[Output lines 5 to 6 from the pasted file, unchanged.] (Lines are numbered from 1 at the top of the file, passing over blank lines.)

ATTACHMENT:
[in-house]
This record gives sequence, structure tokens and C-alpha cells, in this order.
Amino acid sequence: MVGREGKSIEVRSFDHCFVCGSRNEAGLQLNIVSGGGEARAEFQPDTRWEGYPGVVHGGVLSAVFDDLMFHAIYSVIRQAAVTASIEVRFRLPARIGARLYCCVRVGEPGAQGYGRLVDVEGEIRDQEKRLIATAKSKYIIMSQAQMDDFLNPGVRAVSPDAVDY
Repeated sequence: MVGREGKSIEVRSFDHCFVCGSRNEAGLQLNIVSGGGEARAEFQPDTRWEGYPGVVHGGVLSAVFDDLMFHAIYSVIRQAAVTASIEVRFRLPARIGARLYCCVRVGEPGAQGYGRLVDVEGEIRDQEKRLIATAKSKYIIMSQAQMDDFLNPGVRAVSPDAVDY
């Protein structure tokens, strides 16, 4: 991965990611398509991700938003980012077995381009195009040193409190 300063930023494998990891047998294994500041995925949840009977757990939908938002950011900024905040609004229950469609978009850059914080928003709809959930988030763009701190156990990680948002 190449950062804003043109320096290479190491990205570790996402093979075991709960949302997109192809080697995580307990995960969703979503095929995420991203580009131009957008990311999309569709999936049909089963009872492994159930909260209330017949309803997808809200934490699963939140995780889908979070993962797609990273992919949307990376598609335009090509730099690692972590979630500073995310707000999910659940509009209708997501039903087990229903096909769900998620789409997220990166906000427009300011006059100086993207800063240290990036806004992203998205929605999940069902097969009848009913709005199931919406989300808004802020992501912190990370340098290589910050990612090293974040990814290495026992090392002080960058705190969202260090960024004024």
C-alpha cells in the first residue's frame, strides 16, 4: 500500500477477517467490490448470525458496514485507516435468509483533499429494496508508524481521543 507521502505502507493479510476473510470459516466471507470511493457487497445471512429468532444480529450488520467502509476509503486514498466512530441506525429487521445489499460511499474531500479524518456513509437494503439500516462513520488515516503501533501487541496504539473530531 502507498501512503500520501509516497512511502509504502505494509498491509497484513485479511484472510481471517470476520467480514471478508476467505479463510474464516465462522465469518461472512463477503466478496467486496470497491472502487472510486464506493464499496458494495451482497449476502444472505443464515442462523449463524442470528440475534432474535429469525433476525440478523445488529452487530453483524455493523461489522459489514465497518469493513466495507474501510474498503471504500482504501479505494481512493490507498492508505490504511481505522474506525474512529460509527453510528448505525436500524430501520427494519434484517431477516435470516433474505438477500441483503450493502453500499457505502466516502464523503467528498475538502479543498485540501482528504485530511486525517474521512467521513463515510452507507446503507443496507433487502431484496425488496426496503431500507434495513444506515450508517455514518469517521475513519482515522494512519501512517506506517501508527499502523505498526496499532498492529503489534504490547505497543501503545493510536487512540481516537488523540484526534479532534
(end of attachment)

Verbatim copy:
């Protein structure tokens, strides 16, 4: 991965990611398509991700938003980012077995381009195009040193409190 300063930023494998990891047998294994500041995925949840009977757990939908938002950011900024905040609004229950469609978009850059914080928003709809959930988030763009701190156990990680948002 190449950062804003043109320096290479190491990205570790996402093979075991709960949302997109192809080697995580307990995960969703979503095929995420991203580009131009957008990311999309569709999936049909089963009872492994159930909260209330017949309803997808809200934490699963939140995780889908979070993962797609990273992919949307990376598609335009090509730099690692972590979630500073995310707000999910659940509009209708997501039903087990229903096909769900998620789409997220990166906000427009300011006059100086993207800063240290990036806004992203998205929605999940069902097969009848009913709005199931919406989300808004802020992501912190990370340098290589910050990612090293974040990814290495026992090392002080960058705190969202260090960024004024």
C-alpha cells in the first residue's frame, strides 16, 4: 500500500477477517467490490448470525458496514485507516435468509483533499429494496508508524481521543 507521502505502507493479510476473510470459516466471507470511493457487497445471512429468532444480529450488520467502509476509503486514498466512530441506525429487521445489499460511499474531500479524518456513509437494503439500516462513520488515516503501533501487541496504539473530531 502507498501512503500520501509516497512511502509504502505494509498491509497484513485479511484472510481471517470476520467480514471478508476467505479463510474464516465462522465469518461472512463477503466478496467486496470497491472502487472510486464506493464499496458494495451482497449476502444472505443464515442462523449463524442470528440475534432474535429469525433476525440478523445488529452487530453483524455493523461489522459489514465497518469493513466495507474501510474498503471504500482504501479505494481512493490507498492508505490504511481505522474506525474512529460509527453510528448505525436500524430501520427494519434484517431477516435470516433474505438477500441483503450493502453500499457505502466516502464523503467528498475538502479543498485540501482528504485530511486525517474521512467521513463515510452507507446503507443496507433487502431484496425488496426496503431500507434495513444506515450508517455514518469517521475513519482515522494512519501512517506506517501508527499502523505498526496499532498492529503489534504490547505497543501503545493510536487512540481516537488523540484526534479532534